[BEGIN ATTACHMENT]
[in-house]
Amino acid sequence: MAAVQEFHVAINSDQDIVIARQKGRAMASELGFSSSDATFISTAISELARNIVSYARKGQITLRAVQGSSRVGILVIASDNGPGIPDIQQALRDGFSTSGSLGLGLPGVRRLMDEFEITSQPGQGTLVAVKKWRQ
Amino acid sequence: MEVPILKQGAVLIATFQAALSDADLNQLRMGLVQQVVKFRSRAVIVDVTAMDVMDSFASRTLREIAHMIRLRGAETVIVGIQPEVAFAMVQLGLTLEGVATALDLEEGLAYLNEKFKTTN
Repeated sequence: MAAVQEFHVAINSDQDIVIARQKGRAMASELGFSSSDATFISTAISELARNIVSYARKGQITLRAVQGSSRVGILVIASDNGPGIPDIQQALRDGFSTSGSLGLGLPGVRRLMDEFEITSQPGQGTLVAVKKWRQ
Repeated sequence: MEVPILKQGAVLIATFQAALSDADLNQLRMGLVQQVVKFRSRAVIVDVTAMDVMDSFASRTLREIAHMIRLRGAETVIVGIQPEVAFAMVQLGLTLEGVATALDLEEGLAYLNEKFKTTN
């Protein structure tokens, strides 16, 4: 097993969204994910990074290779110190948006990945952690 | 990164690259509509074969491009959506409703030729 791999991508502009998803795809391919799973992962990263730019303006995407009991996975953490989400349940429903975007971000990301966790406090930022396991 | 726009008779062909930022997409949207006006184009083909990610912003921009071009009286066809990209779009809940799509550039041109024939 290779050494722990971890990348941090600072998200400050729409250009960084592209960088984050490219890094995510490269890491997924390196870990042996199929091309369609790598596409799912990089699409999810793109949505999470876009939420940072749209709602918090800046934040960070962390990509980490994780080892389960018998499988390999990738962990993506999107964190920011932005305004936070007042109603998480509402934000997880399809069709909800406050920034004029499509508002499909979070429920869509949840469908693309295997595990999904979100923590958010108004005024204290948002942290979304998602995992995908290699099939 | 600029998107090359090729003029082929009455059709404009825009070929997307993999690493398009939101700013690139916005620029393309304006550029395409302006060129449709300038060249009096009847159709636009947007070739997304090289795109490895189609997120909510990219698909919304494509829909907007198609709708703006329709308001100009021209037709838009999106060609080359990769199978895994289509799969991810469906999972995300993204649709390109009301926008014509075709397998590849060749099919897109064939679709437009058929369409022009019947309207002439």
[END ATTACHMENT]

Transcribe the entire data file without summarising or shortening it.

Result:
[in-house]
Amino acid sequence: MAAVQEFHVAINSDQDIVIARQKGRAMASELGFSSSDATFISTAISELARNIVSYARKGQITLRAVQGSSRVGILVIASDNGPGIPDIQQALRDGFSTSGSLGLGLPGVRRLMDEFEITSQPGQGTLVAVKKWRQ
Amino acid sequence: MEVPILKQGAVLIATFQAALSDADLNQLRMGLVQQVVKFRSRAVIVDVTAMDVMDSFASRTLREIAHMIRLRGAETVIVGIQPEVAFAMVQLGLTLEGVATALDLEEGLAYLNEKFKTTN
Repeated sequence: MAAVQEFHVAINSDQDIVIARQKGRAMASELGFSSSDATFISTAISELARNIVSYARKGQITLRAVQGSSRVGILVIASDNGPGIPDIQQALRDGFSTSGSLGLGLPGVRRLMDEFEITSQPGQGTLVAVKKWRQ
Repeated sequence: MEVPILKQGAVLIATFQAALSDADLNQLRMGLVQQVVKFRSRAVIVDVTAMDVMDSFASRTLREIAHMIRLRGAETVIVGIQPEVAFAMVQLGLTLEGVATALDLEEGLAYLNEKFKTTN
């Protein structure tokens, strides 16, 4: 097993969204994910990074290779110190948006990945952690 | 990164690259509509074969491009959506409703030729 791999991508502009998803795809391919799973992962990263730019303006995407009991996975953490989400349940429903975007971000990301966790406090930022396991 | 726009008779062909930022997409949207006006184009083909990610912003921009071009009286066809990209779009809940799509550039041109024939 290779050494722990971890990348941090600072998200400050729409250009960084592209960088984050490219890094995510490269890491997924390196870990042996199929091309369609790598596409799912990089699409999810793109949505999470876009939420940072749209709602918090800046934040960070962390990509980490994780080892389960018998499988390999990738962990993506999107964190920011932005305004936070007042109603998480509402934000997880399809069709909800406050920034004029499509508002499909979070429920869509949840469908693309295997595990999904979100923590958010108004005024204290948002942290979304998602995992995908290699099939 | 600029998107090359090729003029082929009455059709404009825009070929997307993999690493398009939101700013690139916005620029393309304006550029395409302006060129449709300038060249009096009847159709636009947007070739997304090289795109490895189609997120909510990219698909919304494509829909907007198609709708703006329709308001100009021209037709838009999106060609080359990769199978895994289509799969991810469906999972995300993204649709390109009301926008014509075709397998590849060749099919897109064939679709437009058929369409022009019947309207002439």